Mayflower Wind's economic viability in question

State siting board orders developers to show cause why proceedings shouldn't be halted

By Ted Hayes
Posted 11/21/22

An offshore wind farm developer seeking to run electric transmission cables under the Sakonnet River, through Island Park in Portsmouth and up Mt. Hope Bay wants more time to respond to a state order …

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Mayflower Wind's economic viability in question

State siting board orders developers to show cause why proceedings shouldn't be halted

Posted

An offshore wind farm developer seeking to run electric transmission cables under the Sakonnet River, through Island Park in Portsmouth and up Mt. Hope Bay wants more time to respond to a state order that would stay Rhode Island regulatory proceedings until questions about the project's financial viability are answered.

Mayflower Wind, which proposes running underwater electric cables from a proposed wind farm south of Nantucket to the Brayton Point facility in Somerset, filed an application with the state's Energy Facility Siting Board (EFSB) in May, proposing to deliver 1,200 megawatts through the state through the large farm, which in total would generate 2,400 megawatts of power. The cables and other transmission facilities in Rhode Island and Massachusetts would connect the offshore farm to mainland and according to the EFSB, would "fulfill obligations under long-term power purchase agreements" between Mayflower and regulated utilities in Massachusetts.

The EFSB began preliminary hearings on Rhode Island's portion of the project in August, and in early October board members voted to seek advisory opinions, moving the project forward in the Rhode Island regulatory process.

But earlier this month, the board's chairman learned that the Massachusetts Department of Public Utilities had received requests from Mayflower and another wind farm developer, Commonwealth Wind, to temporarily suspend contract approval proceedings relating to offshore wind projects before the Massachusetts PUC.

"The basis for that request was that the wind projects may not be economically viable with the current pricing under the contracts and that pricing adjustments might be necessary," the EFSB's show cause order, dated Thursday, Nov. 10, reads. "This has given rise to questions about the economic and financial viability of the Mayflower Wind project that is before the EFSB."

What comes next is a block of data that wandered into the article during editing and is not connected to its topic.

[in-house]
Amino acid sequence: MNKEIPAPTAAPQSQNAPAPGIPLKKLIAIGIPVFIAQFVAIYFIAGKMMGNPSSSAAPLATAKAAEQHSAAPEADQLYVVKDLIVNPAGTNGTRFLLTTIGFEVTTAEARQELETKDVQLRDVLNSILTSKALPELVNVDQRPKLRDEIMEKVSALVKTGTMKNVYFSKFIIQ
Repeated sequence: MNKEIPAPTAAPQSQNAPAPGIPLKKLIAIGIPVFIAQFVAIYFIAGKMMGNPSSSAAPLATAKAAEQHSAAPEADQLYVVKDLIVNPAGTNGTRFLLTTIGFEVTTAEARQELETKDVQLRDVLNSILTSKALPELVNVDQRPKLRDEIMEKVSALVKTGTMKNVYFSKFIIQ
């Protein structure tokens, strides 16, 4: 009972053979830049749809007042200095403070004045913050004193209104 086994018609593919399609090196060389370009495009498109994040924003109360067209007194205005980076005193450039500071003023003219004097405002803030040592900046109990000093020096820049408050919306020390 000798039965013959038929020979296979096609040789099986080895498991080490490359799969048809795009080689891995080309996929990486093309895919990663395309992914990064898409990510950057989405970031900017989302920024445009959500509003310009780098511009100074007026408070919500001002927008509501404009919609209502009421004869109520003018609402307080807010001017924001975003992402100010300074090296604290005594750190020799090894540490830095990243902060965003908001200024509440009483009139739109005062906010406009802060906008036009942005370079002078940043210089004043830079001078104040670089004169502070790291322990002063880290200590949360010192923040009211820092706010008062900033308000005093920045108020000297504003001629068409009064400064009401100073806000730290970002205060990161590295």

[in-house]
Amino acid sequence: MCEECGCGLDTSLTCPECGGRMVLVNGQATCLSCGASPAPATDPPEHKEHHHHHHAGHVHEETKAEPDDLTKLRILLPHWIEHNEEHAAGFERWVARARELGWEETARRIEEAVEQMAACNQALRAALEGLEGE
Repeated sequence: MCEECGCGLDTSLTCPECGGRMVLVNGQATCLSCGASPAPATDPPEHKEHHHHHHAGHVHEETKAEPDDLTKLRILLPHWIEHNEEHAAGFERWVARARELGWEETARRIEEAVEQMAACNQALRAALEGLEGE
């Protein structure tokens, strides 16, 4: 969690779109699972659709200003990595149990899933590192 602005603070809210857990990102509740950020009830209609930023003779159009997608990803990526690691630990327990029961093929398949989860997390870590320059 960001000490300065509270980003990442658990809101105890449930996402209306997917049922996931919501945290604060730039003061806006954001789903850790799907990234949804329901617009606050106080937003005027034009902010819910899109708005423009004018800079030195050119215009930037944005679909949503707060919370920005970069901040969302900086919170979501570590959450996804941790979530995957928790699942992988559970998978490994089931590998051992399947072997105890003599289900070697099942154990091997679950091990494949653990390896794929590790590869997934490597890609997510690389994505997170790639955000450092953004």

In the order, the EFSB wrote that Rhode Island regulators were never informed of the changing financial dynamics brought before Mayflower's Massachusetts proceedings. Such information is crucial to Rhode Island's review of the project, EFSB chairman Ronald T. Gerwatowski wrote in his Nov. 10 order.

"The EFSB should not have to rely upon news reports to learn of such material events that could substantially affect the ability of the project to obtain financing," he wrote. "All applicants filing for approval of a license must show that the project is needed. In this case, one cannot logically claim that the transmission facilities that are jurisdictional to the EFSB are needed if it is apparent that the offshore wind generation project to which the transmission facilities would be interconnected will not be economic or financially viable."

Further, he wrote, "the approval process for a license is very intensive and complex, requiring the engagement of many state and local governmental agencies. It is not reasonable or fair to those governmental agencies, including the EFSB, to spend time and resources evaluating an application for a project which may only be hypothetical in nature due to an admission by the applicant that the proposed project is not going to be financially viable."

Last Tuesday, Mayflower Wind responded to the order, asking for a waiver of the 10-day deadline for a hearing. Mayflower CEO Francis Slingsby could not be reached for comment by deadline, but in a comment to a regional news publication said that "we will share details of our response after we meet our obligation to provide the RI EFSB response required in the order."

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